Respondent's Objection to Question on Redirect Examination of Petitioner's Witness

Petitioner contends that it was prejudiced by the Court's sustaining an objection made by respondent during petitioner's redirect examination of James Azzar. On redirect examination, petitioner's counsel asked James Azzar when petitioner had placed the 11 automobiles at issue into a rental pool. Respondent's counsel objected to that question on the grounds that it had already been asked and answered.

During the discussion regarding that objection, there was some confusion as to whether and when that question had been asked and how it had been answered. Petitioner's counsel indicated that it had been asked during direct examination of James Azzar and that it had been answered by him. The Court then stated: "The record will speak as the record is stated."

Our review of the record discloses that petitioner's counsel did ask Mr. Azzar on direct examination when petitioner had placed the 11 automobiles at issue into a rental pool. Mr. Azzar's response was that he placed them into a rental pool during 1987 or 1988. Thus, petitioner was not prejudiced by the Court's not having allowed James Azzar to respond again on redirect examination to the same question that he had been asked on direct examination. 6

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6 We note that the facts relating to when the 11 automobiles at issue were placed into a rental pool are relevant to the question of whether petitioner used the automobiles in a trade or business or held them for the production of income. Because we hold herein that petitioner failed to prove that it had an ownership interest or other capital investment in the 11 automobiles at issue, we need not address that question.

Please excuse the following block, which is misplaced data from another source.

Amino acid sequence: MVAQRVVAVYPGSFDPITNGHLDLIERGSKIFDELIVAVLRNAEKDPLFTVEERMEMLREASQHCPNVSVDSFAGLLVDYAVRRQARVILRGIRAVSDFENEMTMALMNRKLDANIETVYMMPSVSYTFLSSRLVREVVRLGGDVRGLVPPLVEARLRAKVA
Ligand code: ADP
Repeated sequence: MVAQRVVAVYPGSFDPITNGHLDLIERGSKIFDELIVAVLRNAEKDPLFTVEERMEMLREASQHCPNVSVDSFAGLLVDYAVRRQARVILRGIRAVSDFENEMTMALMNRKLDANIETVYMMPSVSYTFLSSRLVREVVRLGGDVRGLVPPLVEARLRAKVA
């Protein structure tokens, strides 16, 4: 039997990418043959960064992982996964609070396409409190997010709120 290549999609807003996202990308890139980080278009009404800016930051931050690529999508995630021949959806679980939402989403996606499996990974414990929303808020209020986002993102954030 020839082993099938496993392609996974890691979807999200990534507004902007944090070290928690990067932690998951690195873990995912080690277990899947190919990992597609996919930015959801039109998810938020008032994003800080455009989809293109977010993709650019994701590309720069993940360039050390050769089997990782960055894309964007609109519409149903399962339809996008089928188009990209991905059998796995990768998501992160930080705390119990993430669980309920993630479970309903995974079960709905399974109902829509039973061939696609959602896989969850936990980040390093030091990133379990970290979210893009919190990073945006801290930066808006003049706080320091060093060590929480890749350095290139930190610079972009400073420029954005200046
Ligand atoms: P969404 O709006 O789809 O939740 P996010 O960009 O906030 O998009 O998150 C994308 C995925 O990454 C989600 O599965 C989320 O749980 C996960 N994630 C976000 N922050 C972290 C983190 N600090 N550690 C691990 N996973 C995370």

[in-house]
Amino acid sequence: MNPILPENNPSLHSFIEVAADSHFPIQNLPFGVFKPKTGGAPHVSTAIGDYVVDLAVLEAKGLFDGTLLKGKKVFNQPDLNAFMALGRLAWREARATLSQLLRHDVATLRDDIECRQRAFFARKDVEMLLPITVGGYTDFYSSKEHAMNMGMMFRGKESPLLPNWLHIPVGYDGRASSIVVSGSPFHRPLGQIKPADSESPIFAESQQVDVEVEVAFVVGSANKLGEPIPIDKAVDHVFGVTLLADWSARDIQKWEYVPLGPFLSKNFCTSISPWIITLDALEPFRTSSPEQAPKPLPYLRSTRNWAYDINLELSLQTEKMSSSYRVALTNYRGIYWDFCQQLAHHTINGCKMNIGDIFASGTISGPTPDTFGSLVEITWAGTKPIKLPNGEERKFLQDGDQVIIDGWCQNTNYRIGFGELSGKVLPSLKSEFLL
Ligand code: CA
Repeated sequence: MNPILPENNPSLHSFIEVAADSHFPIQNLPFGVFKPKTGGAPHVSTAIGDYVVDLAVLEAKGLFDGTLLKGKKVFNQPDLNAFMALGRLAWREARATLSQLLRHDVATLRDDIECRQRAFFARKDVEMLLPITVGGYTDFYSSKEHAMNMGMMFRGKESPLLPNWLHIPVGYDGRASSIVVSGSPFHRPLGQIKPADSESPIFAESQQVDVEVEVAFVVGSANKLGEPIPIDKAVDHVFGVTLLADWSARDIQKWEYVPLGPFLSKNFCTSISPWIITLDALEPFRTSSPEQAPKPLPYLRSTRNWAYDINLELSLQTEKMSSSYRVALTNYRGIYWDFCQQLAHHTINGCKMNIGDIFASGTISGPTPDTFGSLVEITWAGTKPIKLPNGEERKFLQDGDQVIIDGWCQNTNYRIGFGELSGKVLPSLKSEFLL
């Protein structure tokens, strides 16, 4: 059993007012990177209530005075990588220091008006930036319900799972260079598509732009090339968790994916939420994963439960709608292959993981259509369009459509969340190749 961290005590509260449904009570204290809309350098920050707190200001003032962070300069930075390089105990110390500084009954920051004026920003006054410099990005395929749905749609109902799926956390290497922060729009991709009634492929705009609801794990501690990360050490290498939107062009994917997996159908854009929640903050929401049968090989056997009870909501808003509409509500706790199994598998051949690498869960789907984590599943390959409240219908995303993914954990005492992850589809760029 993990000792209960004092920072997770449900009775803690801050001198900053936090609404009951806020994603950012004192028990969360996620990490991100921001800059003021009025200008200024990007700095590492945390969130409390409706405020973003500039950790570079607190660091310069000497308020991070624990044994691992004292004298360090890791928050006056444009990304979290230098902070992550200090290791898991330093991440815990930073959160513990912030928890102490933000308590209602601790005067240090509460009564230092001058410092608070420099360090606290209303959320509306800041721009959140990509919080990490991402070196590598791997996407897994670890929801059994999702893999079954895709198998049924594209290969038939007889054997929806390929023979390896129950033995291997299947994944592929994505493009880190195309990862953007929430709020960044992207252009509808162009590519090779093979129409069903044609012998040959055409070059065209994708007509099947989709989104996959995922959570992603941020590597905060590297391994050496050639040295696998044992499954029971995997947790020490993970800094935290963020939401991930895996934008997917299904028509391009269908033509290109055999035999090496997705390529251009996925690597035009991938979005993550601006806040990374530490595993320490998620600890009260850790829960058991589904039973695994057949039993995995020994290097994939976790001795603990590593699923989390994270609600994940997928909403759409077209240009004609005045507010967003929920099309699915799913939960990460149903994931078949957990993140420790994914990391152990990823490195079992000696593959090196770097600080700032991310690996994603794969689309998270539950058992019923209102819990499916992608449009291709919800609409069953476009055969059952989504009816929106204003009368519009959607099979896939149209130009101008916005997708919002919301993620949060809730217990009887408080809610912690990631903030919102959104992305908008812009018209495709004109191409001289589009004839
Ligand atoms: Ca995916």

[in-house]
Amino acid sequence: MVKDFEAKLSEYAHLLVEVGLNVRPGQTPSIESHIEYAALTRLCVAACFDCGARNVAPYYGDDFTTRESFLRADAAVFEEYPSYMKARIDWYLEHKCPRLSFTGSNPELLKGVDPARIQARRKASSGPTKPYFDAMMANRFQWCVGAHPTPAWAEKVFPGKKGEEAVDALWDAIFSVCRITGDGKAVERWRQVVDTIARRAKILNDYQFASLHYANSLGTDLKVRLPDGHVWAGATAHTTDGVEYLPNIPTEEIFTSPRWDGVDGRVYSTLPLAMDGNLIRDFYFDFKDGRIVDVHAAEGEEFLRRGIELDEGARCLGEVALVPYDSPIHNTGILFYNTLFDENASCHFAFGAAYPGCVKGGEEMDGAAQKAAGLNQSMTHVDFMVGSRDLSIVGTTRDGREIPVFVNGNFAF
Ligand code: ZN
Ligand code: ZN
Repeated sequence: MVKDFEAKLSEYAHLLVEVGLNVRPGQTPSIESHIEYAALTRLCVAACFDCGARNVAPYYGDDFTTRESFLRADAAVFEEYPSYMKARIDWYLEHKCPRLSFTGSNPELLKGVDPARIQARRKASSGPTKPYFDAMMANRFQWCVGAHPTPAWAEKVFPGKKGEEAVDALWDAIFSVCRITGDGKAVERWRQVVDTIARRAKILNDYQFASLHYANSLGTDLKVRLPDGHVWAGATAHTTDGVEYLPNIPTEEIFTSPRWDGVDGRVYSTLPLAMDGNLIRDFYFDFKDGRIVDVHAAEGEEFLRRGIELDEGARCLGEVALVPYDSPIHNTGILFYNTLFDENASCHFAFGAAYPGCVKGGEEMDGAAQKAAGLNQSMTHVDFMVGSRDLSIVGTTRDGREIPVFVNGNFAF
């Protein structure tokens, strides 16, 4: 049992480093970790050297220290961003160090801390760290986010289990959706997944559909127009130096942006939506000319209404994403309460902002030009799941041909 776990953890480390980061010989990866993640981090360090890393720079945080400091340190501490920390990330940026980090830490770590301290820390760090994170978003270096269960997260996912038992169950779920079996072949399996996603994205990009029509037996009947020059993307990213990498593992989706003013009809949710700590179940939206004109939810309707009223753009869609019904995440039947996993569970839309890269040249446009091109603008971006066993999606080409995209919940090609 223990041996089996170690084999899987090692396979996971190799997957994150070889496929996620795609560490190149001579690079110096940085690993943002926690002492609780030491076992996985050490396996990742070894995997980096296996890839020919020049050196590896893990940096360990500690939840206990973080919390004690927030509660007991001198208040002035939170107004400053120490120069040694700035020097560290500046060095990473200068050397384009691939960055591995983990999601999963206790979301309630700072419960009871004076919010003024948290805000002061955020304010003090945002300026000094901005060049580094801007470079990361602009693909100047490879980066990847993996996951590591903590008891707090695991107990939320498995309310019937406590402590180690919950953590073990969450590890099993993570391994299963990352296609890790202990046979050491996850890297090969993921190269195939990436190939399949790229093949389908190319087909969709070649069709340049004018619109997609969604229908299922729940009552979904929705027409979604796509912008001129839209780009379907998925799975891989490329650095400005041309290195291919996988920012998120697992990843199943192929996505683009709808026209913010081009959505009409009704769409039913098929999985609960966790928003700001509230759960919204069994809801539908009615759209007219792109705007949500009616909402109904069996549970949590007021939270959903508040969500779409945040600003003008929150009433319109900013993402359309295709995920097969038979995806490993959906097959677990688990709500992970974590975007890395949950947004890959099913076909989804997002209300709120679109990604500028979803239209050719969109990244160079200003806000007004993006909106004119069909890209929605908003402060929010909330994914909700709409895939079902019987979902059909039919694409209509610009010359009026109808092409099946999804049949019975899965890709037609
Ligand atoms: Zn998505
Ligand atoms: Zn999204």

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Claimed Depreciation Deductions

Respondent determined that petitioner is not entitled for the years at issue to deductions for depreciation with respect to the 11 automobiles in question because it did not establish that (1) it had a capital interest in those automobiles; (2) they were used in a trade or business; (3) they had a determinable useful life; and (4) their value decreased as a result of wear and tear.